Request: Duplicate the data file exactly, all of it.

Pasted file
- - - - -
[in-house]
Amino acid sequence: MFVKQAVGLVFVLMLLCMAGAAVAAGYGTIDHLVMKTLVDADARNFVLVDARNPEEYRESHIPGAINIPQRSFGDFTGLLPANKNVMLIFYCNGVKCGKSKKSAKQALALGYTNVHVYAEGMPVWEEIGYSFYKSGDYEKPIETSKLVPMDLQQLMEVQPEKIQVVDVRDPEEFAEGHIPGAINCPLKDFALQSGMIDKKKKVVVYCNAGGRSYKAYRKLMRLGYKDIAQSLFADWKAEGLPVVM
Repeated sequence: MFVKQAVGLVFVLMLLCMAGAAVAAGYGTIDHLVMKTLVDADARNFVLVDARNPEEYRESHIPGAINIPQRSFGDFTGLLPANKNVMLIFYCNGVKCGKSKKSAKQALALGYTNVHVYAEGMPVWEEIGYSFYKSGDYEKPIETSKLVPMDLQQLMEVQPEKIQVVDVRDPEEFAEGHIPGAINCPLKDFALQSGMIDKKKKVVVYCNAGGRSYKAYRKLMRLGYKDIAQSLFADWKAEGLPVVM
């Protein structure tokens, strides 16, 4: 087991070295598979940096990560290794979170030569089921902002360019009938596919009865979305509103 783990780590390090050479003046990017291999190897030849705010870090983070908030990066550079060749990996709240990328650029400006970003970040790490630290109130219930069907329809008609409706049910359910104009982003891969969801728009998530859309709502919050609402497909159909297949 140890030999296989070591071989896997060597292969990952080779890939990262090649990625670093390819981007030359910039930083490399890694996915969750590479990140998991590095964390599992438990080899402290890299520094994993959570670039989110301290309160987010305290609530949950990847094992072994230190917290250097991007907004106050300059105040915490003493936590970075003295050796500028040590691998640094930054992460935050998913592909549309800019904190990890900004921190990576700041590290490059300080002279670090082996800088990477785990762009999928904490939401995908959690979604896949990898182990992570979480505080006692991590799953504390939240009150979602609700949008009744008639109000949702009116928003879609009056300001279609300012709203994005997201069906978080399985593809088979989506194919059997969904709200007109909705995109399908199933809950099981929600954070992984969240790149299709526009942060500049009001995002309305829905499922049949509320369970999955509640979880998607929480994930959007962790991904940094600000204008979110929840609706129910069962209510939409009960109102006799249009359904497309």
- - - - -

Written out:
[in-house]
Amino acid sequence: MFVKQAVGLVFVLMLLCMAGAAVAAGYGTIDHLVMKTLVDADARNFVLVDARNPEEYRESHIPGAINIPQRSFGDFTGLLPANKNVMLIFYCNGVKCGKSKKSAKQALALGYTNVHVYAEGMPVWEEIGYSFYKSGDYEKPIETSKLVPMDLQQLMEVQPEKIQVVDVRDPEEFAEGHIPGAINCPLKDFALQSGMIDKKKKVVVYCNAGGRSYKAYRKLMRLGYKDIAQSLFADWKAEGLPVVM
Repeated sequence: MFVKQAVGLVFVLMLLCMAGAAVAAGYGTIDHLVMKTLVDADARNFVLVDARNPEEYRESHIPGAINIPQRSFGDFTGLLPANKNVMLIFYCNGVKCGKSKKSAKQALALGYTNVHVYAEGMPVWEEIGYSFYKSGDYEKPIETSKLVPMDLQQLMEVQPEKIQVVDVRDPEEFAEGHIPGAINCPLKDFALQSGMIDKKKKVVVYCNAGGRSYKAYRKLMRLGYKDIAQSLFADWKAEGLPVVM
């Protein structure tokens, strides 16, 4: 087991070295598979940096990560290794979170030569089921902002360019009938596919009865979305509103 783990780590390090050479003046990017291999190897030849705010870090983070908030990066550079060749990996709240990328650029400006970003970040790490630290109130219930069907329809008609409706049910359910104009982003891969969801728009998530859309709502919050609402497909159909297949 140890030999296989070591071989896997060597292969990952080779890939990262090649990625670093390819981007030359910039930083490399890694996915969750590479990140998991590095964390599992438990080899402290890299520094994993959570670039989110301290309160987010305290609530949950990847094992072994230190917290250097991007907004106050300059105040915490003493936590970075003295050796500028040590691998640094930054992460935050998913592909549309800019904190990890900004921190990576700041590290490059300080002279670090082996800088990477785990762009999928904490939401995908959690979604896949990898182990992570979480505080006692991590799953504390939240009150979602609700949008009744008639109000949702009116928003879609009056300001279609300012709203994005997201069906978080399985593809088979989506194919059997969904709200007109909705995109399908199933809950099981929600954070992984969240790149299709526009942060500049009001995002309305829905499922049949509320369970999955509640979880998607929480994930959007962790991904940094600000204008979110929840609706129910069962209510939409009960109102006799249009359904497309």